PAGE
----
Conclusions:
Ultrasound can be effective to assess and monitor changes in muscle properties of a patient with post-polio syndrome.

Outcome of Research: Effective

Availability of Paper: Paid subscription required to view or download full text.

Comments (if any):

Link to Paper (if available): Click here to view Abstract


Category: Clinical Evaluation, Diagnosis and Management, Late Effects of Polio

Title: Post-polio Syndrome: More Than Just a Lower Motor Neuron Disease
Author: Stacey Li Hi Shing, Rangariroyashe H. Chipika, Eoin Finegan, Deirdre Murray, Orla Hardiman, and Peter Bede
Affiliation: Computational Neuroimaging Group, Academic Unit of Neurology, Biomedical Sciences Institute, Trinity College Dublin, Dublin, Ireland
Edited by: Francesca Trojsi, University of Campania, Luigi Vanvitelli Caserta, Italy
Reviewed by: Andrea Romigi, Mediterranean Neurological Institute (IRCCS), Italy; Louisa Ng, The University of Melbourne, Australia
*Correspondence: Peter Bede [email protected]
Journal: Frontiers in Neurology
Citation: Li Hi Shing, S., Chipika, R. H., Finegan, E., Murray, D., Hardiman, O., & Bede, P. (2019). Post-polio Syndrome: More Than Just a Lower Motor Neuron Disease. Frontiers in neurology, 10, 773. https://doi.org/10.3389/fneur.2019.00773
Publication Year and Month: 2019 07

Abstract: Post-polio syndrome (PPS) is a neurological condition that affects polio survivors decades after their initial infection. Despite its high prevalence, the etiology of PPS remains elusive, mechanisms of progression are poorly understood, and the condition is notoriously under-researched. While motor dysfunction is a hallmark feature of the condition, generalized fatigue, sleep disturbance, decreased endurance, neuropsychological deficits, sensory symptoms, and chronic pain are also often reported and have considerable quality of life implications in PPS. The non-motor aspects of PPS are particularly challenging to evaluate, quantify, and treat. Generalized fatigue is one of the most distressing symptoms of PPS and is likely to be multifactorial due to weight-gain, respiratory compromise, poor sleep, and polypharmacy. No validated diagnostic, monitoring, or prognostic markers have been developed in PPS to date and the mainstay of therapy centers on symptomatic relief and individualized rehabilitation strategies such as energy conservation and muscle strengthening exercise regimes. Despite a number of large clinical trials in PPS, no effective disease-modifying pharmacological treatments are currently available.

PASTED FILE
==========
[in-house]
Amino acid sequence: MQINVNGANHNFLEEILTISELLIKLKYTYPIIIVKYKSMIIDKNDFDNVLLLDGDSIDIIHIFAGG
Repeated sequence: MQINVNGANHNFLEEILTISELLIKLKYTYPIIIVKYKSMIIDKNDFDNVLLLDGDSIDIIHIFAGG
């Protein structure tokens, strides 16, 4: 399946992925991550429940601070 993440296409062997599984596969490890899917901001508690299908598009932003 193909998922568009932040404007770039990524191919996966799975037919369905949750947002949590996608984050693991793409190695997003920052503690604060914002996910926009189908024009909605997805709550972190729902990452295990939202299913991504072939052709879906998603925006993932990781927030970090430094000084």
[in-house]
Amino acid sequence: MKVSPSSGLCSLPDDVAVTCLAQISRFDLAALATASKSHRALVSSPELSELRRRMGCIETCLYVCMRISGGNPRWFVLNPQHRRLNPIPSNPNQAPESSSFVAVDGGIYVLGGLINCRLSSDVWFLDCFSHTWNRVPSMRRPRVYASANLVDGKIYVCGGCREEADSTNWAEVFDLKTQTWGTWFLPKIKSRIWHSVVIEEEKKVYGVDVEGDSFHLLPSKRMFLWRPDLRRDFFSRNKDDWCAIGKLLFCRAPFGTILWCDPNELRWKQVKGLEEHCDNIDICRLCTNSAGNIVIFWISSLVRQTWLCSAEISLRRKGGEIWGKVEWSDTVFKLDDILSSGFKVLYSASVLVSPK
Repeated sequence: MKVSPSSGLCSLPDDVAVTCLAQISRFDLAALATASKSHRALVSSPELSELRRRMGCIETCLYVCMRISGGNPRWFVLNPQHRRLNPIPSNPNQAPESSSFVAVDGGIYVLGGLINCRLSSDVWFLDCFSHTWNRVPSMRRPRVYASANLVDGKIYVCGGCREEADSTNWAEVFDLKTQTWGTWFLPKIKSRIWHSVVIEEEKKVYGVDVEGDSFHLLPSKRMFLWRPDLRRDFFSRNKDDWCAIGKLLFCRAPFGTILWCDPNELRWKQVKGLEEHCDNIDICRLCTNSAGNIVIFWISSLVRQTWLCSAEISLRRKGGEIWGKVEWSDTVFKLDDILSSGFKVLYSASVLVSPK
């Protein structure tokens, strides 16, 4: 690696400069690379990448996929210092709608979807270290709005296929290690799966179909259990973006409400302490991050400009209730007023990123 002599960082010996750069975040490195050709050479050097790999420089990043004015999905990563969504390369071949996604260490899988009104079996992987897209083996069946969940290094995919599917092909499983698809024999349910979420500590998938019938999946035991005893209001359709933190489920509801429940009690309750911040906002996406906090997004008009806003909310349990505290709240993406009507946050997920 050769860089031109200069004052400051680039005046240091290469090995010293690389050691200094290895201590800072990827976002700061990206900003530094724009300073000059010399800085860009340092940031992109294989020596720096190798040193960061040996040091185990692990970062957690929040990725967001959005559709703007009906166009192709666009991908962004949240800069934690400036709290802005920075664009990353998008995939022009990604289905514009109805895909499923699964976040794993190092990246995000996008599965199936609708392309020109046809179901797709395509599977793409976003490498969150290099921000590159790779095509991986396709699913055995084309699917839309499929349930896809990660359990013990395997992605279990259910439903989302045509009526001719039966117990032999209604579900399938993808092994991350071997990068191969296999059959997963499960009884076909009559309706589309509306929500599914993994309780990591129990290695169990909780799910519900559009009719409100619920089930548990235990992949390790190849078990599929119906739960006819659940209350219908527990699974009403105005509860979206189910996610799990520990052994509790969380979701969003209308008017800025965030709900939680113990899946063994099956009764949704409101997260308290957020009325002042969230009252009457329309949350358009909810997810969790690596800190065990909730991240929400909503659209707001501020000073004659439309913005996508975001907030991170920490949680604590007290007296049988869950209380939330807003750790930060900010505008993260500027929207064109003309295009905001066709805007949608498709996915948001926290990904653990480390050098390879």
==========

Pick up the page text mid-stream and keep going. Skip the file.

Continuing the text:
Conclusions: Despite being one of the most devastating neurodegenerative conditions in the world, surprisingly limited research is undertaken in post-polio syndrome. Its pathogenesis remains elusive, no sensitive diagnostic tools have been developed, and validated prognostic and monitoring markers are lacking. Non-motor symptoms of PPS have considerable quality of life implications and are notoriously challenging to manage. The etiology of fatigue in PPS is yet to be elucidated and successful individualized management strategies are needed to maintain mobility, independence, and patient autonomy. There is striking a paucity of neuroimaging studies in PPS that could provide anatomical insights into the substrate of extra-motor symptoms. Ultimately, the characterization of PPS-associated pathology may help research efforts in other motor neuron diseases.

Outcome of Research: More research required

Availability of Paper: The full text of this paper has been generously made available by the publisher.

Comments (if any): This is a good overview of Post-Polio conditions particularly for clinicians new to the topic.

Link to Paper (if available): Click here to view full text or to download


There is currently 2 paper in this category.

Category: Clinical Evaluation, Diagnosis and Management, Late Effects of Polio